Being a Sustainability Champion Assistant was an opportunity to have a wider impact and work with people who share my enthusiasm. It also allowed me to learn about sustainability in labs specifically, so I’m aware of what I can do in my career. I hope to continue taking opportunities like these to help others and contribute more widely to improving sustainability, alongside gaining new knowledge that I can use and share with others.

In what ways does sustainability link to your degree?

Sustainability is engrained in most things we do, perhaps not explicitly, but it’s always something that can be considered. In terms of my degree, most biological research is done so that things that benefit living things can be developed, be it drugs or GM crops. In this way, it directly contributes to our health, food and other topics which intersect with sustainability. Labs are also very wasteful places, so more sustainable practices need to be implemented.

How do you think we can bring more people around these issues?

Climate change is a massive issue and something that needs to be addressed by everyone in the near future; it’s not enough to simply wait for the effects to be visible because they’ll be irreversible by then. If you took all the effects climate change will have and told someone they would all suddenly happen next year, they would take immediate action. But because the effects slowly develop over time, people don’t see it as something that requires anything major. Systematic changes are needed in how we currently live. Of course, such massive changes scare many people, but I believe they’ll be worth the effort, and we’ll be much better off afterwards.

It’s difficult to make people aware whilst not appearing to go overboard and make people tired of hearing about climate change. Making the knowledge accessible and specific to people’s interests could help, e.g. giving science students ways to be more sustainable in the lab. Some things need to be made compulsory, but they can’t be too much effort for people or else it turns them off. Being more positive always helps, focusing on how the environmental issues can be solved by being proactive rather than simply trying to avoid disaster.

Can you recommend a resource, book, inspiring individual/activist for anyone who’d like to learn more?

To be honest, I haven’t watched or read a lot of sustainability-related things. But anything by David Attenborough gives you an appreciation of nature and why you should actively work to preserve it. My advice would be to look into anything you’re particularly interested in or enjoy and how you can make it more sustainable. For example, I love cooking, so I’m always on the lookout for new vegan recipes. There’s information on anything on the internet and a growing amount of documentaries on sustainability issues, so a little bit of research can help you find interesting resources to teach you more. I’d also recommend looking at the UN Sustainable Development Goals because I wasn’t aware of these and everything they encompass until a few months ago. Sustainability is about more than just plastic and carbon dioxide.

Thank you, Thomas! The ‘Sustainability Stories’ series seeks to highlight the work and passion of individuals from across the King’s community. If you would like to get involved, get in touch with us.

Sustainability Stories: Emilie Vandame

Tell us a bit about yourself and your background.

My name is Émilie, my pronouns are she/her and I am originally from Lyon, France. I graduated from King’s in 2020 after completing a bachelor’s in human geography. Currently, I’m doing a master’s degree in Innovation, Human Development and Sustainability at the University of Geneva, on my way to professionalize my passion for gender+ equality. Parallel to my master’s degree, I’m interning at the Women’s Human Rights and Gender Section of the Office of the United Nations High Commissioner for Human Rights.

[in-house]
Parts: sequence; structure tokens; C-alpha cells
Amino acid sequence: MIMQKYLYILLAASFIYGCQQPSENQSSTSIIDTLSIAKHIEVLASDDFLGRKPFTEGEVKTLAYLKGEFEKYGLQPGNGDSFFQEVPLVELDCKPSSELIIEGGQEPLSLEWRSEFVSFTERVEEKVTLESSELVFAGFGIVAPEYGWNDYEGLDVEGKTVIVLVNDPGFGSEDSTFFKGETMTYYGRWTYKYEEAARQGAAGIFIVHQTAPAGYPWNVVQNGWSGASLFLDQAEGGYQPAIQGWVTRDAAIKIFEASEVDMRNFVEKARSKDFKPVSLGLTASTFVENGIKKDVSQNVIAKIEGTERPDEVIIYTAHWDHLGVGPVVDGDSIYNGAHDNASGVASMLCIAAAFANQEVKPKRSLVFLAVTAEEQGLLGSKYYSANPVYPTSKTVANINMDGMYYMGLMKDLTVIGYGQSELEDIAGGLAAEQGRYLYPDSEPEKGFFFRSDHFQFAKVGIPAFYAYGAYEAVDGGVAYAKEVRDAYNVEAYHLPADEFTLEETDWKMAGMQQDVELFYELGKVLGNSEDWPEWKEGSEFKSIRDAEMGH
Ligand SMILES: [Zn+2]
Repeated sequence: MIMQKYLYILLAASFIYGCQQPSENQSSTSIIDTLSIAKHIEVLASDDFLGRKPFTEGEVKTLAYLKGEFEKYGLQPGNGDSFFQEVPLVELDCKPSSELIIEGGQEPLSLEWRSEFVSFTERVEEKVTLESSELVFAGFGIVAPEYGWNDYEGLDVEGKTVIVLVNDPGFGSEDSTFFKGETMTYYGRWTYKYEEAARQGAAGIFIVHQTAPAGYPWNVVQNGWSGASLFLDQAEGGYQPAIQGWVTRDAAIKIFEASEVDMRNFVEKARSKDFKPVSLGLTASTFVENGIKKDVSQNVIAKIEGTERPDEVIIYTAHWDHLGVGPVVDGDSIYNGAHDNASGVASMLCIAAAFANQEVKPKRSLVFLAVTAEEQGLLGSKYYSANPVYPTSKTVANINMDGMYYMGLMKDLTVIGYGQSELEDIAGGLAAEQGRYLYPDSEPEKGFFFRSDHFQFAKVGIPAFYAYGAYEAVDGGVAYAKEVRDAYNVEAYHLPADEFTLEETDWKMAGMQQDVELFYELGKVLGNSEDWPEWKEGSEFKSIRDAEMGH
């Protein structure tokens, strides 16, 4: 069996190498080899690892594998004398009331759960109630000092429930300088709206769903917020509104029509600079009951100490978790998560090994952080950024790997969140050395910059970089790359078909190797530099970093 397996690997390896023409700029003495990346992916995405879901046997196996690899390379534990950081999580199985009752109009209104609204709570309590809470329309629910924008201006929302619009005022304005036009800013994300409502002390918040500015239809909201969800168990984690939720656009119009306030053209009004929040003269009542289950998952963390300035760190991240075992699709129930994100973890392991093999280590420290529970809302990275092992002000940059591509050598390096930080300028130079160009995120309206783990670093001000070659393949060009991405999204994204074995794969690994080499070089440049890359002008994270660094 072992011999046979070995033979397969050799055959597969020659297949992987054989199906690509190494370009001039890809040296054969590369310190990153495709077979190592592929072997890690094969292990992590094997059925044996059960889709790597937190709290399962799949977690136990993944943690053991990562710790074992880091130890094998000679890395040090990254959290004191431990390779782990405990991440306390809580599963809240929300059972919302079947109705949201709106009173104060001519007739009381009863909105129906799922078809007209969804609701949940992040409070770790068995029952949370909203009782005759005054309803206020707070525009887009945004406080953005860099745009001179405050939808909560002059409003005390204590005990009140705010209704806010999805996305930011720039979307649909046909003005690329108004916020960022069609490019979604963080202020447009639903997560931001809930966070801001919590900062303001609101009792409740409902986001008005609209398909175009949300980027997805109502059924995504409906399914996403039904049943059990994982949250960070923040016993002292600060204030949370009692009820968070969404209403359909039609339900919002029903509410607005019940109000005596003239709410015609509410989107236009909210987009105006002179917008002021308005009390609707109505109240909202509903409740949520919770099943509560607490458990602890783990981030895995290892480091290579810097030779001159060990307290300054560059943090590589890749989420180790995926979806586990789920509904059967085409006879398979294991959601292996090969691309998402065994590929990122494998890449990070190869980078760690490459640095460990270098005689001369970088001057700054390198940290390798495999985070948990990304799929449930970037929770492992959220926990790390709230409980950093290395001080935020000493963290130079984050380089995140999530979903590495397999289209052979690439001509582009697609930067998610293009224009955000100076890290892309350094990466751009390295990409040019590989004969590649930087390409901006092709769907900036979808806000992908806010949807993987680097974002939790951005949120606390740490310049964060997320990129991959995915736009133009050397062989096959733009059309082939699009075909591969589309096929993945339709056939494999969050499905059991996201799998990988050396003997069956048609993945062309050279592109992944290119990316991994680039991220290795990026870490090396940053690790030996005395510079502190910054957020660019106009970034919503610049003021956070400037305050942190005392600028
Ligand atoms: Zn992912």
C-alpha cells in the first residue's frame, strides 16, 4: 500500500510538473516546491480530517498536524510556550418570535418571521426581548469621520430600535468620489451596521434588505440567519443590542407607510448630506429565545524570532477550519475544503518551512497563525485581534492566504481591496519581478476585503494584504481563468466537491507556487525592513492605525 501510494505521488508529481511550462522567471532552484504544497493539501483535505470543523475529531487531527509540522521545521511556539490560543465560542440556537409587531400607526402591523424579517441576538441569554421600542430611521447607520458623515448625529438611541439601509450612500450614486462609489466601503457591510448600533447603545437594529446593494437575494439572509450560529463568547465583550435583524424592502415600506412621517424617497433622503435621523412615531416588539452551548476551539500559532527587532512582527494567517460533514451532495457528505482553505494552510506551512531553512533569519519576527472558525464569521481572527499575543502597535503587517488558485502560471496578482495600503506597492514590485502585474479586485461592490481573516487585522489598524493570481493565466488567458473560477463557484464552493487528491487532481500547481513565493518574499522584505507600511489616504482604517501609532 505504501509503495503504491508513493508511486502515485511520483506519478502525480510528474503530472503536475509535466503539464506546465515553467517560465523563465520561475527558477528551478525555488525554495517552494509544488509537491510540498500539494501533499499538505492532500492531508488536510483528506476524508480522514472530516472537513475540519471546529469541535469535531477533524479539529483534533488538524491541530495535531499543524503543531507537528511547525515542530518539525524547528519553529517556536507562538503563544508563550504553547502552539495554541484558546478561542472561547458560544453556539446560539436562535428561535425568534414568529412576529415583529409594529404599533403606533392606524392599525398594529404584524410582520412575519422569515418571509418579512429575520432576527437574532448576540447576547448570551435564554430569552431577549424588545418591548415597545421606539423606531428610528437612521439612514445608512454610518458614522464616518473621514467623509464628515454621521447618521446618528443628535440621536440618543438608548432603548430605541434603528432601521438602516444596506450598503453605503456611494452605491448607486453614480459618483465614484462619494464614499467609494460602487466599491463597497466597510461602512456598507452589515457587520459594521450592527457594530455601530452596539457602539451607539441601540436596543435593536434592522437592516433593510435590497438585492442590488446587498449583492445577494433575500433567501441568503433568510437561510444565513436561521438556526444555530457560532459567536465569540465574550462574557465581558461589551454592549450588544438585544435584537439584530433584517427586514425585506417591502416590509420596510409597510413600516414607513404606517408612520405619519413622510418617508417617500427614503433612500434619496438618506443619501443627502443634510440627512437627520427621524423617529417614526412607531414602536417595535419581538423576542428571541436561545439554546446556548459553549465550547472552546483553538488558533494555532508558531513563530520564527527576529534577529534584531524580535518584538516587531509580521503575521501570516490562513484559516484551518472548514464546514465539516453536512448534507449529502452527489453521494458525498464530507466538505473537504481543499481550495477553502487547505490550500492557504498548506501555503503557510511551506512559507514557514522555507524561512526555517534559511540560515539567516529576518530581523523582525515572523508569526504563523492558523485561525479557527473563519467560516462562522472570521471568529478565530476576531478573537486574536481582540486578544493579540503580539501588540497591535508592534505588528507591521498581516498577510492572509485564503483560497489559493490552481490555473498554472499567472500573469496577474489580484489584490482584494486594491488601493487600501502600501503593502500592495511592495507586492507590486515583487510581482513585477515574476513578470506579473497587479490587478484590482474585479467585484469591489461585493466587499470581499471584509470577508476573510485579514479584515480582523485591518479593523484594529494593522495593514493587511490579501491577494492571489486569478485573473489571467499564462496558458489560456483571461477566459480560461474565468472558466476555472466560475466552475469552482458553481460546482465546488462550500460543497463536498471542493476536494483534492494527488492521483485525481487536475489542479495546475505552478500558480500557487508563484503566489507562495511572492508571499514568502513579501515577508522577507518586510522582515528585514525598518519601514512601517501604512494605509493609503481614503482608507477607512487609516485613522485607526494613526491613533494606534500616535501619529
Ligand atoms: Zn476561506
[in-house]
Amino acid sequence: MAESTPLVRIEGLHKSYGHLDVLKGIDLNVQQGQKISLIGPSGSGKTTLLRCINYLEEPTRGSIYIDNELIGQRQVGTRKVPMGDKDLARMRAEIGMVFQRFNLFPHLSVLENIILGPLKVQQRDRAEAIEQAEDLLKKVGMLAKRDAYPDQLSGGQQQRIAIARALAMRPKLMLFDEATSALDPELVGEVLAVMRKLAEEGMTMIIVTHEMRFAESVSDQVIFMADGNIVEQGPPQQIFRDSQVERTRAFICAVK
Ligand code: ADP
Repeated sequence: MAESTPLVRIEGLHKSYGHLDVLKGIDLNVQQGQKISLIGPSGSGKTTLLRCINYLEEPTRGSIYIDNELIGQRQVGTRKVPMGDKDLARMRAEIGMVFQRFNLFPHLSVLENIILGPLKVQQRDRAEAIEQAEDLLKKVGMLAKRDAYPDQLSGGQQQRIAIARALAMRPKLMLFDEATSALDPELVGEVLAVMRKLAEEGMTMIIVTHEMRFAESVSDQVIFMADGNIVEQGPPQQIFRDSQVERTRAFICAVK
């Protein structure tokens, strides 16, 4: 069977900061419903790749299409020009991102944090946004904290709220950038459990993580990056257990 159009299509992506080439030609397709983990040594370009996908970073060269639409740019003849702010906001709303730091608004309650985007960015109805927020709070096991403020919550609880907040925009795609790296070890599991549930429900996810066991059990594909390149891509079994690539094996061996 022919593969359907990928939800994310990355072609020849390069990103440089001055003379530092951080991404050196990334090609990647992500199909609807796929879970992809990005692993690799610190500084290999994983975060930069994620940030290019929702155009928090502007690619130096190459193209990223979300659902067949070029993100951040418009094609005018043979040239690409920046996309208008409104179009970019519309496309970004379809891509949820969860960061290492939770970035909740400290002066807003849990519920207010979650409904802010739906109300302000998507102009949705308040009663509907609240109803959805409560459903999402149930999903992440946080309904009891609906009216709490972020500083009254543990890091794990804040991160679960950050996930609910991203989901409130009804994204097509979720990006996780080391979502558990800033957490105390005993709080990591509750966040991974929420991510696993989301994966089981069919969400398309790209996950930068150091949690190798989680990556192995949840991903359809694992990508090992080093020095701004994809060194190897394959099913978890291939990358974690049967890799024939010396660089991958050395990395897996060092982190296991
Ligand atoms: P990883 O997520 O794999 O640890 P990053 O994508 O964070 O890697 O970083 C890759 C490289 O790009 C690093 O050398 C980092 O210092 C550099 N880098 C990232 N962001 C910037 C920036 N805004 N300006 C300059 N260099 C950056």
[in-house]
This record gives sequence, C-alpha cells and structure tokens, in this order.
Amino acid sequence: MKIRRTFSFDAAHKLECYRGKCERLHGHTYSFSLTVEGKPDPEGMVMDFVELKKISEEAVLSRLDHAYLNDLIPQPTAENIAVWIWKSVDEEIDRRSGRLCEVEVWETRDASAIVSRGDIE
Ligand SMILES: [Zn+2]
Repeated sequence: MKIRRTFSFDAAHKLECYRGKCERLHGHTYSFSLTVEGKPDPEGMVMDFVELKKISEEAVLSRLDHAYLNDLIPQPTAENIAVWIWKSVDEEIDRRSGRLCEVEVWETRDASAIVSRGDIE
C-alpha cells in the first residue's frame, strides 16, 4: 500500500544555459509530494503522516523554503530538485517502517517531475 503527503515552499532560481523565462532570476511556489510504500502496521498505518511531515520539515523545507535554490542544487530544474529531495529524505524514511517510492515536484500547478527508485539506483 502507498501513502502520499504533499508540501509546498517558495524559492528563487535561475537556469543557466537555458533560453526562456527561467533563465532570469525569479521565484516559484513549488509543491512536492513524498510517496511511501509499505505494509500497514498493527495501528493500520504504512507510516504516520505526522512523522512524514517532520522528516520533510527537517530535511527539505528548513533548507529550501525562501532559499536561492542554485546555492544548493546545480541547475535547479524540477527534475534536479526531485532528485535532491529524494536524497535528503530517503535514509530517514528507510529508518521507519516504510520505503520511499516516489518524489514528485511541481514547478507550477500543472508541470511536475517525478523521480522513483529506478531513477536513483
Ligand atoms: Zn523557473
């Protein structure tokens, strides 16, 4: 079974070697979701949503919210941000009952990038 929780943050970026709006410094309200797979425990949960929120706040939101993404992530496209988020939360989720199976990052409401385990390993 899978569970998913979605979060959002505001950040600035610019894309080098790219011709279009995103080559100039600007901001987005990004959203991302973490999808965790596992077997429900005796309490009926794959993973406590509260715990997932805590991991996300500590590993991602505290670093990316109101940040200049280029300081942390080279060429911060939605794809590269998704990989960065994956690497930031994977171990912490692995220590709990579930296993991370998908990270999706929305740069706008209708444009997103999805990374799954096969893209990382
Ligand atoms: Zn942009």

What does sustainability mean to you?

Doing our best to fight against the exploitation of resources, people and living creatures and working towards guaranteeing human rights, equality and inclusivity for all.

Can you identify a specific moment or turning point in your life that sparked your interest in sustainability?

It’s been a long process through which I’ve learned to become more aware and critical of my surroundings, the systems we are in, and what’s going on around the world.

In high school, I started to learn to make parallels between wider global processes and the experiences of people every day and what that meant for the future. During my time at King’s I was able to learn about sustainability theoretically – specifically environmental sustainability. I was also able to conduct research on the ground and always in a very humanizing perspective which was really thought-provoking.

Though I’m still passionate about environmental sustainability today, my focus is more on social sustainability, specifically equality, inclusivity and visibility of women, non-binary persons & LGBTQIA+ individuals and communities.

In what ways did your experience at King’s and in London shape your understanding of sustainability?

Being in London was a big part of my sustainability journey. In my opinion, having the privilege of living in such a big city and studying at such a prestigious university comes with the duty of being aware and doing what you can to lead a more sustainable lifestyle. The opportunities to learn more and be more active are there, I felt like I just had to make the effort. That definitely pushed me in terms of my own behaviour and habits.

Studying geography at King’s, sustainability was always in the background of everything, if not the main topic. But I would say that the most useful skill I was able to hone was how to be critical; I’ve learned to question everything from the ways things work at different scales to the systems we are implicitly part of.

Tell us more about your master’s degree – why did you choose it? What has been your greatest learning so far?

I wanted my postgraduate studies to leave behind the theory and research that made up a lot of my undergraduate degree. I wanted to complete internships, learn skills to professionalize my knowledge and be able to get a job straight after. Though I definitely wanted a human/social focus, at that time I wasn’t set on one specific topic but wanted to work at the intersection of everything sustainability encompasses. This really reduced the number of masters I could apply to.